I spent two weeks recently scrolling through laptop bags: leather bags, faux leather bags, polyester bags, anti-theft bags, bags with trolley straps and bags that have iPad compartments. After hours of browsing, I finally ordered one eventually. I still kept looking for a few days after, though, in case I find something I like more.
Earning a salary again has made me look forward to purchases - what can I spend on that'll bring me joy and happiness? The question also makes me queasy, though. Am I buying things I need, or just giving into impulses?
I already have a backpack. It doesn't have a laptop compartment, and it's now about 8 years old, but it's still functional. It would be nice, though, to have a bag with a trolley strap.
What we actually buy
In his book, 'The Consumerist Society', Jean Baudrillard argues that what we purchase is not commodities, but signs. It's not about the laptop bag, per se, but that I want one that shows some sign of personality. I would hate to buy a boring black bag that looks like all the other bags when I lay it on the scanning tray at an airport. When people look at my bag, they should think, 'Oh, this guy is not like everyone else. He's different.'
Baudrillard would say that I'm not consuming a product, but rather a message about my own self. What I've wanted to project lately is a sense of vitality. I've wanted to seem like someone who, despite how difficult life is, figured out how to thrive. A nice bag, I'm more than a little ashamed to admit, would be a sign: here is a person who is doing well.
My image of a thriving person is someone who has the perfect mix of financial abundance, intellectual depth, meaningful relationships and physical health. When I finally buy a bag or anything else, I want it to be one that someone like that would have.
From Baudrillard's point of view, consumers like me are trapped in a kind of magical thinking. We purchase products for the signs they claim to produce. The product is the bag. The sign is vitality. What I get in exchange is not the sign itself, only the hope of its arrival.
He takes an interesting analogy: a group of Melanesians see aircraft flying by, carrying abundant goods that they crave. To summon the aircraft, they put together a few branches and creepers as a kind of fake aircraft, and mark out a landing ground. Putting this together, they think, will attract the aircraft to their land.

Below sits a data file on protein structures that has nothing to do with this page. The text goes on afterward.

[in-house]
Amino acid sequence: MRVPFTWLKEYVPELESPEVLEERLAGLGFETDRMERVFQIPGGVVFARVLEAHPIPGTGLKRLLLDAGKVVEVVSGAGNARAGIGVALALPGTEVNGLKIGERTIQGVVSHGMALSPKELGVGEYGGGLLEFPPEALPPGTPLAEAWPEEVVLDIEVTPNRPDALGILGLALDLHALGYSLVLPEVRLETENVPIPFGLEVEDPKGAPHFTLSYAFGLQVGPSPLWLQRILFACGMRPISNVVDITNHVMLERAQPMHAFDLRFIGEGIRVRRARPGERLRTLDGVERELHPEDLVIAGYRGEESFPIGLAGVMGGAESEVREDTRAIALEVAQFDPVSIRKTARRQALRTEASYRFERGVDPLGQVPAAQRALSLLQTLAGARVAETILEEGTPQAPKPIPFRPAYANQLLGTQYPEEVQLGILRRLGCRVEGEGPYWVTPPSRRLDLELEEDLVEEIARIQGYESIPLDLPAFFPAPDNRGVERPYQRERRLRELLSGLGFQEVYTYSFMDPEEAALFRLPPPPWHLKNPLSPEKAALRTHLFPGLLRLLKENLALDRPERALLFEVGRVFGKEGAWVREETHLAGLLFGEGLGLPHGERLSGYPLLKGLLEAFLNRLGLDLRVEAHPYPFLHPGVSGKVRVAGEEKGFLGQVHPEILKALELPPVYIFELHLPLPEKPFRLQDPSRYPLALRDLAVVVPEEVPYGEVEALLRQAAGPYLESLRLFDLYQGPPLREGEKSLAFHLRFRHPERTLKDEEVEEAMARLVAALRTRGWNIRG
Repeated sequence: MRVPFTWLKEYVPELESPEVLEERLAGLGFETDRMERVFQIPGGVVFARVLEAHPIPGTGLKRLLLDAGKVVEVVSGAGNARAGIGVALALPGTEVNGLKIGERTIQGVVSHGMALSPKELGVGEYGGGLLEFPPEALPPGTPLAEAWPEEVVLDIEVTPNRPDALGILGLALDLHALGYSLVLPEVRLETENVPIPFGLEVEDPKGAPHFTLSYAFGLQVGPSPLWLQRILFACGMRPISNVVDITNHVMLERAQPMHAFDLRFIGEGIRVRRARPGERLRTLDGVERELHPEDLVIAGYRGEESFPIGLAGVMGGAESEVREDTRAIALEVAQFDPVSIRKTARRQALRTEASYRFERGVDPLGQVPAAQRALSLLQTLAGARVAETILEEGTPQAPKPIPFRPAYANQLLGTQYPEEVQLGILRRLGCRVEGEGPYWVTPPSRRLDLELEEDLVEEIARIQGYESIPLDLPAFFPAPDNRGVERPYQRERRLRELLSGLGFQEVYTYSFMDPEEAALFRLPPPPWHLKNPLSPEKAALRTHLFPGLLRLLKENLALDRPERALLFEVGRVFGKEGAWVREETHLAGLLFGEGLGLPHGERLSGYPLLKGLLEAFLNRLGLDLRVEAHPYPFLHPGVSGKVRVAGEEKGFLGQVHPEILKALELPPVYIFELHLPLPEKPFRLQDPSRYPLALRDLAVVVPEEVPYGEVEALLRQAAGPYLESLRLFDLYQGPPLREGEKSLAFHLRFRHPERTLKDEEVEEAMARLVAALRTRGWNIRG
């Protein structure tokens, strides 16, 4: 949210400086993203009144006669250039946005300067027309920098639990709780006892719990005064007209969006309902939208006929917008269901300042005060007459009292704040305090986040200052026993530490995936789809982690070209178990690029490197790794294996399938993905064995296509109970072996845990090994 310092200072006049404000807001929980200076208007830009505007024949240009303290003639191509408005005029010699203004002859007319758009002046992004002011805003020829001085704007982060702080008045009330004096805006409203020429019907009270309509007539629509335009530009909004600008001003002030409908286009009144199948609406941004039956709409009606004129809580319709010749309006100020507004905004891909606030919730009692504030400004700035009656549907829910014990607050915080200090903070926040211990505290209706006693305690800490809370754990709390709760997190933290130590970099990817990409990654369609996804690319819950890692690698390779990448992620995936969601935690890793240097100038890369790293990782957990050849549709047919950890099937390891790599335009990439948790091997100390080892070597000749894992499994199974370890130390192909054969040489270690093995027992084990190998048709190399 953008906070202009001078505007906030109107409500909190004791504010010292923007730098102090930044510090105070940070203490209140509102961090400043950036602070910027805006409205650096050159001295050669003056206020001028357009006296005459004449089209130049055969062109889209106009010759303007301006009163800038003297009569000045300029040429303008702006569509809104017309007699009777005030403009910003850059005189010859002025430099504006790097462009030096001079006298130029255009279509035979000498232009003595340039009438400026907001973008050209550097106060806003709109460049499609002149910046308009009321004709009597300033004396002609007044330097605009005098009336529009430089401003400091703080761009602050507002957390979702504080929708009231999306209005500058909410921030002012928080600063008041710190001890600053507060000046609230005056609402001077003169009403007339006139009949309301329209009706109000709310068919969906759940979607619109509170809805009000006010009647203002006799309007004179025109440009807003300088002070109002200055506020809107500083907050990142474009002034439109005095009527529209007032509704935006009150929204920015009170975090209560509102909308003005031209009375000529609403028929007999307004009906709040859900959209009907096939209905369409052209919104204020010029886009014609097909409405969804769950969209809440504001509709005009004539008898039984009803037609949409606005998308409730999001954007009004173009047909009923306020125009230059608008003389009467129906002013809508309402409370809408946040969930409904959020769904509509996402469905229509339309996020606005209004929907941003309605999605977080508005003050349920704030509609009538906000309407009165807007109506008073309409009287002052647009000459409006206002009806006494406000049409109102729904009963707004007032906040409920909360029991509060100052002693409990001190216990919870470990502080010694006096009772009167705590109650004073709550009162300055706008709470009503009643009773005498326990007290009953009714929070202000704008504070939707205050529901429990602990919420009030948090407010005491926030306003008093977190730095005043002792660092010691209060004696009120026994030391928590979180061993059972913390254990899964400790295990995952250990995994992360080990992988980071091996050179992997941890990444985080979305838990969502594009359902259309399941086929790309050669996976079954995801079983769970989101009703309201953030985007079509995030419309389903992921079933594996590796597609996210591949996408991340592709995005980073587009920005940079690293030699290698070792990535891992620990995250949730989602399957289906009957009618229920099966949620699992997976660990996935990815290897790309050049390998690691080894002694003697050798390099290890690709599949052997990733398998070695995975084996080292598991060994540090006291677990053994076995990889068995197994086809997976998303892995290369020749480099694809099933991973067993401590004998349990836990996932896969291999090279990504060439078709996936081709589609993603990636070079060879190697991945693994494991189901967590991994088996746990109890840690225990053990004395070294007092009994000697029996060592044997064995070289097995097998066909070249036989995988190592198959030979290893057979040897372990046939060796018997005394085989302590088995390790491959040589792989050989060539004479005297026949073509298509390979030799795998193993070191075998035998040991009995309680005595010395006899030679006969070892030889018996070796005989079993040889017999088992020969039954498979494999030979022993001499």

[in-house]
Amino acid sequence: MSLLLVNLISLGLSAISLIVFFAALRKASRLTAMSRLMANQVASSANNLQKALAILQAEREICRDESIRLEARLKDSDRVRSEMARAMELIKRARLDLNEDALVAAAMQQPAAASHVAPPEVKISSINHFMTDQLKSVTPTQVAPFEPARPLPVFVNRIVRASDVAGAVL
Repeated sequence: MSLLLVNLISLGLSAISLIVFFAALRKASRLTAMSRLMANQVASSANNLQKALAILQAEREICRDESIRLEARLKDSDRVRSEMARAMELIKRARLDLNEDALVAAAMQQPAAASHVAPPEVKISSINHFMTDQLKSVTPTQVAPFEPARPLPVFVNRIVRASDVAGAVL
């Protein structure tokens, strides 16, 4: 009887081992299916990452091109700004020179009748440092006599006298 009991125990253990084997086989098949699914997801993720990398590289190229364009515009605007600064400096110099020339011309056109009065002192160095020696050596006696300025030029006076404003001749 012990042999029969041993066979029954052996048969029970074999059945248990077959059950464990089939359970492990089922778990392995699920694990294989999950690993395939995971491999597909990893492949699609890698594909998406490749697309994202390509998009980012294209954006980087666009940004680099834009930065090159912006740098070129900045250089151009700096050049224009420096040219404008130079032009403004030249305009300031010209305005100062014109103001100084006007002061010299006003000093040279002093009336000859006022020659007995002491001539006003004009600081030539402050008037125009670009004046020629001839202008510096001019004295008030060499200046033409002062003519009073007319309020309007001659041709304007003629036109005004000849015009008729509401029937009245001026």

Baudrillard claims that humans in a consumer society are like this. We buy a few things that resemble a happy life and wait for happiness to miraculously arrive.
The beneficiary of the consumer miracle also sets in place a whole array of sham objects, of characteristic signs of happiness, and then waits (waits desperately, a moralist would say) for happiness to alight.
'Affluence' is, in effect, merely the accumulation of the signs of happiness. The satisfactions which the objects themselves confer are the equivalent of the fake aircraft, the Melanesians' models, i.e. the anticipated reflection of the potential Great Satisfaction, of the Total Affluence, the last Jubilation of the definitive beneficiaries of the miracle, from whose insane hope daily banality draws its sustenance.
Buying Templates of Life
This kind of magical thinking is most blatantly visible, of course, in the famous Axe ad. Wear this perfume, and beautiful women will run towards you. Of course, nobody really believes it does, but the sign itself is valuable enough to make us want to buy it. I want to be the kind of guy who wears Axe.
Consumption, in Baudrillard's definition, isn't restricted to the act of buying products, though. To go a bit further, I've been feeling like I'm consuming a template of life - get a nice job, exercise regularly, hydrate, buy yourself and those around you nice things, and see how magically vitality will arrive. See how, magically, you will start thriving.
I think magical thinking does its most important work in such templates. I remember when my parents use to say, 'Just have to work hard for the IIT exams, beta, uske baad toh masti hai.'
Despite knowing otherwise, I'm still very gullible to this kind of magical thinking. If only X, things will be awesome. So I bought myself the image of a thriving person: I have a cool laptop bag. I bathe much more frequently, and I'm good at my job. I got myself a gym subscription, and I'm paying attention to my diet.
All I have to do now is look up at the sky and wait for vitality to alight.